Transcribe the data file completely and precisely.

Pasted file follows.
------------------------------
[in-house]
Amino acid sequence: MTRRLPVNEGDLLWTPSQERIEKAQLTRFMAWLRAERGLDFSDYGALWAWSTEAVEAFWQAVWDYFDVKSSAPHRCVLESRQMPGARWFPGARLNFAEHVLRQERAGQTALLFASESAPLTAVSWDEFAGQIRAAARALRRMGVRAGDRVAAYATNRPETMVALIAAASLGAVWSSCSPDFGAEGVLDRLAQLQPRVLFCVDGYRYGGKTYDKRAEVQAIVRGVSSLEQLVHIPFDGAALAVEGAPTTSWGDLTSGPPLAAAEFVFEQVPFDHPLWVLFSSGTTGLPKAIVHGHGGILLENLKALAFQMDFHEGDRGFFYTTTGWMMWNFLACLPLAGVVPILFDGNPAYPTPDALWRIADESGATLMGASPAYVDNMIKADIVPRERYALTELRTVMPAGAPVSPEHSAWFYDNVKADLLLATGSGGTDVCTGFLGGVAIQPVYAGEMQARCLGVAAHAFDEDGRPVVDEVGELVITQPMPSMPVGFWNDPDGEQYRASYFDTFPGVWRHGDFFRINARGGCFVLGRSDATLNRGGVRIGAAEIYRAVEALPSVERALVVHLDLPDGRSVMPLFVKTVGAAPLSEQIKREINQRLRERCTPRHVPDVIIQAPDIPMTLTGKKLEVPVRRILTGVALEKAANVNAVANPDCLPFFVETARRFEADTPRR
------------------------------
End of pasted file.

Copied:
[in-house]
Amino acid sequence: MTRRLPVNEGDLLWTPSQERIEKAQLTRFMAWLRAERGLDFSDYGALWAWSTEAVEAFWQAVWDYFDVKSSAPHRCVLESRQMPGARWFPGARLNFAEHVLRQERAGQTALLFASESAPLTAVSWDEFAGQIRAAARALRRMGVRAGDRVAAYATNRPETMVALIAAASLGAVWSSCSPDFGAEGVLDRLAQLQPRVLFCVDGYRYGGKTYDKRAEVQAIVRGVSSLEQLVHIPFDGAALAVEGAPTTSWGDLTSGPPLAAAEFVFEQVPFDHPLWVLFSSGTTGLPKAIVHGHGGILLENLKALAFQMDFHEGDRGFFYTTTGWMMWNFLACLPLAGVVPILFDGNPAYPTPDALWRIADESGATLMGASPAYVDNMIKADIVPRERYALTELRTVMPAGAPVSPEHSAWFYDNVKADLLLATGSGGTDVCTGFLGGVAIQPVYAGEMQARCLGVAAHAFDEDGRPVVDEVGELVITQPMPSMPVGFWNDPDGEQYRASYFDTFPGVWRHGDFFRINARGGCFVLGRSDATLNRGGVRIGAAEIYRAVEALPSVERALVVHLDLPDGRSVMPLFVKTVGAAPLSEQIKREINQRLRERCTPRHVPDVIIQAPDIPMTLTGKKLEVPVRRILTGVALEKAANVNAVANPDCLPFFVETARRFEADTPRR